A week has passed, and honestly, it’s taken that long to gather my thoughts about our greyhound Brody (Sep 2001 – Oct 9, 2012) without dissolving into inconsolable tears. We’ve had so many greyhounds through our home – and our hearts – but naturally the bond is deeper with the dogs who become family.
I’ve mentioned Brody’s arrival in other posts – he was our second foster greyhound and our daughter announced “We’re keeping this one!” the moment the leash was in my husband’s hand. It was the day before Valentine’s Day nine years ago she’d noticed a heart-shaped spot of white on his neck and took it as a sign.
Fortunately Brody was a perfect fit in our home.
He didn’t mind the occasionally rough hands of our youngest child. Our other greyhound, Faith, was instantly as enamored with Brody as our daughter. The two dogs became fast friends and the team who would train so many foster dogs to the joy of retired life.
Brody loved having fosters because they always arrived with a ‘kit’ which included a new toy. He was smart enough to know the toy in the bag wasn’t his, but he was also smart enough to figure out how to steal it. I gave up breaking him of his thieving habit and finally started storing those kits on the top of the fridge. Sometimes running a domestic zoo is about knowing which battles are lost.
We lovingly called Brody the Labrador of greyhounds. He had a goofy, not-so-elegant way of running and he was happiest if he could romp around with a tennis ball in his mouth. He would jaw on those tennis balls until they popped, then ask for a new one.
He loved fluffy toys too – and made it a personal mission to kill any squeakers as quickly as possible. To save my sanity (and cash) I started buying the toys with replaceable squeakers. It became a game. He’d kill the squeaker and then look at me with a ‘please-please-please’ expression.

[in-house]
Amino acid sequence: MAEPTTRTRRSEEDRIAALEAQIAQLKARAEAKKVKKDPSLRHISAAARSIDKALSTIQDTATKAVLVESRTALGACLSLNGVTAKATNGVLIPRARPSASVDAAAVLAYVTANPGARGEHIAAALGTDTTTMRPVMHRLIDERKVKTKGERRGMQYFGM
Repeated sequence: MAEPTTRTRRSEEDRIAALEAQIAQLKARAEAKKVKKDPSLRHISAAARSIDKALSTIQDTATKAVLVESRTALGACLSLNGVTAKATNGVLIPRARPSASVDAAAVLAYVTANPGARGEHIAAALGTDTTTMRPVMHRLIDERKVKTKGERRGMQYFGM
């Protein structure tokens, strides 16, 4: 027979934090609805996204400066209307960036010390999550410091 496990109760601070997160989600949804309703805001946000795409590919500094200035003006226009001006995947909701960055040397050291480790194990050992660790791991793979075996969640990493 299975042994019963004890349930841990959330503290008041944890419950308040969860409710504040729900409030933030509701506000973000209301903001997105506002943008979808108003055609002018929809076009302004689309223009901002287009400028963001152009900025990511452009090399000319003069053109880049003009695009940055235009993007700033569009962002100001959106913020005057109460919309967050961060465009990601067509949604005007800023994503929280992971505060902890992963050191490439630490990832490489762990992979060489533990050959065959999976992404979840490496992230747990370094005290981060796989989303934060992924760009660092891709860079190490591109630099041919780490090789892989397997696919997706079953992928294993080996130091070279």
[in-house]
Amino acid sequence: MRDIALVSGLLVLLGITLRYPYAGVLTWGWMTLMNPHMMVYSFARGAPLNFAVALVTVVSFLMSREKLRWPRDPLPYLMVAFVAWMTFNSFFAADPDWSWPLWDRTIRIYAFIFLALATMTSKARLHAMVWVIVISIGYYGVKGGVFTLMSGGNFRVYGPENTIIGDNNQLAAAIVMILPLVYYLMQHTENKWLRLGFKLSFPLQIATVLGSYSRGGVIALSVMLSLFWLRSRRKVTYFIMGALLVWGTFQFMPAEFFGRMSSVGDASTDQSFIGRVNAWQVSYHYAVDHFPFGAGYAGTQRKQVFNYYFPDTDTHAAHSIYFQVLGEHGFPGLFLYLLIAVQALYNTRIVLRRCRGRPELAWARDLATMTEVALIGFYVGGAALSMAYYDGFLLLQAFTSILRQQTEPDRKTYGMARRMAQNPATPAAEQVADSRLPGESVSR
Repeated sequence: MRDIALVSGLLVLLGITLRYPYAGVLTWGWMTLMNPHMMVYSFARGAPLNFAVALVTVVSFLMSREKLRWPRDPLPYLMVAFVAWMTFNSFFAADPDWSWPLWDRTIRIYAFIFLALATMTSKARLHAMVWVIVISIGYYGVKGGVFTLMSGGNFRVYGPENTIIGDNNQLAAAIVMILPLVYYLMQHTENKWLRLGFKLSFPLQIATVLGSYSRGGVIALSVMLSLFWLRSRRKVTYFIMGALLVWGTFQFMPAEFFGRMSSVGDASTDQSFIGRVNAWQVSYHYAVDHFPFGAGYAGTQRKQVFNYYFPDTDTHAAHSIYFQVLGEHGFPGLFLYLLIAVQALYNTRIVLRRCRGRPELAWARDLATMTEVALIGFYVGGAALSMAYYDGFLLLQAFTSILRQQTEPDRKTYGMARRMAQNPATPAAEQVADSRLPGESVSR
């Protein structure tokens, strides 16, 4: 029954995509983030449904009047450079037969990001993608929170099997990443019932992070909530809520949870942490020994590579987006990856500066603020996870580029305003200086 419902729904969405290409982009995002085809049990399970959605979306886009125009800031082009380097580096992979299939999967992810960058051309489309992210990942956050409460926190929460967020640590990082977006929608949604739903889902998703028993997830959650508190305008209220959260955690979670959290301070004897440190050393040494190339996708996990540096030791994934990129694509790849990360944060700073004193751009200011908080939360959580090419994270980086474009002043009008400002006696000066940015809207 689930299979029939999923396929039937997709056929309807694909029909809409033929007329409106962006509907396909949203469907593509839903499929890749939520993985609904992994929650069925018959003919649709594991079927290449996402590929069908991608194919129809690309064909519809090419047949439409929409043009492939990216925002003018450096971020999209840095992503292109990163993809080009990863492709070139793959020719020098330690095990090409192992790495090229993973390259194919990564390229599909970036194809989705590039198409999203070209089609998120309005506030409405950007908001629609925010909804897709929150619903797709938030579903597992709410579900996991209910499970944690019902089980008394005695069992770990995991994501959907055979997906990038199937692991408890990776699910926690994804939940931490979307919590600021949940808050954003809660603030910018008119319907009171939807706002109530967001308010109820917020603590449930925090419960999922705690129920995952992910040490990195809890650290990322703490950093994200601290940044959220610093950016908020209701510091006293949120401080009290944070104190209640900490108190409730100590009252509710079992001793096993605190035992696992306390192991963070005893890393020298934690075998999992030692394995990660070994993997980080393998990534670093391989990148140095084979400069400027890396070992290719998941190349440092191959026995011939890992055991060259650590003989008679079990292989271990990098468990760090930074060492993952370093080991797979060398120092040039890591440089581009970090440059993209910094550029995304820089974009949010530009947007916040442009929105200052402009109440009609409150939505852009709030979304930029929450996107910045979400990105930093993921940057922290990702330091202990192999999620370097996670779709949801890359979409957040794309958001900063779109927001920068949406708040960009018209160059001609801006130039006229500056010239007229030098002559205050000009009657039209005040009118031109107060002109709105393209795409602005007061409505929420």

When I gave in, he’d follow me to the cabinet where I kept the squeakers, his tail whipping back and forth until I handed it over so he could kill it again.
He taught most of our foster dogs how to bark – even though typically greyhounds don’t do that. He sang happy birthday at every celebration, except this past year, when he taught Bandit how to do sing it for him.
Both vocal and ornery, he would often sneak up behind me when I was vacuuming and bark to make me jump. Yeah, I loved him all the more for it.
What’s not to love about a dog who makes you laugh?
Brody was a treasure. Outliving Faith and eventually Levi and when he was done grieving the two of them, he helped us decide to keep Boo. There are so many moments of joy Brody brought to our lives, right up to his last day.
So many countless moments forever ingrained in my memory that a few of his quirky habits are memorialized in the greyhound character in The Matchmaker’s Mark and he featured prominently in the Adopt A Greyhound Guide.
To love, and be loved, by a friend like Brody is an abiding blessing that grief, while painful, only honors.
Live the adventure!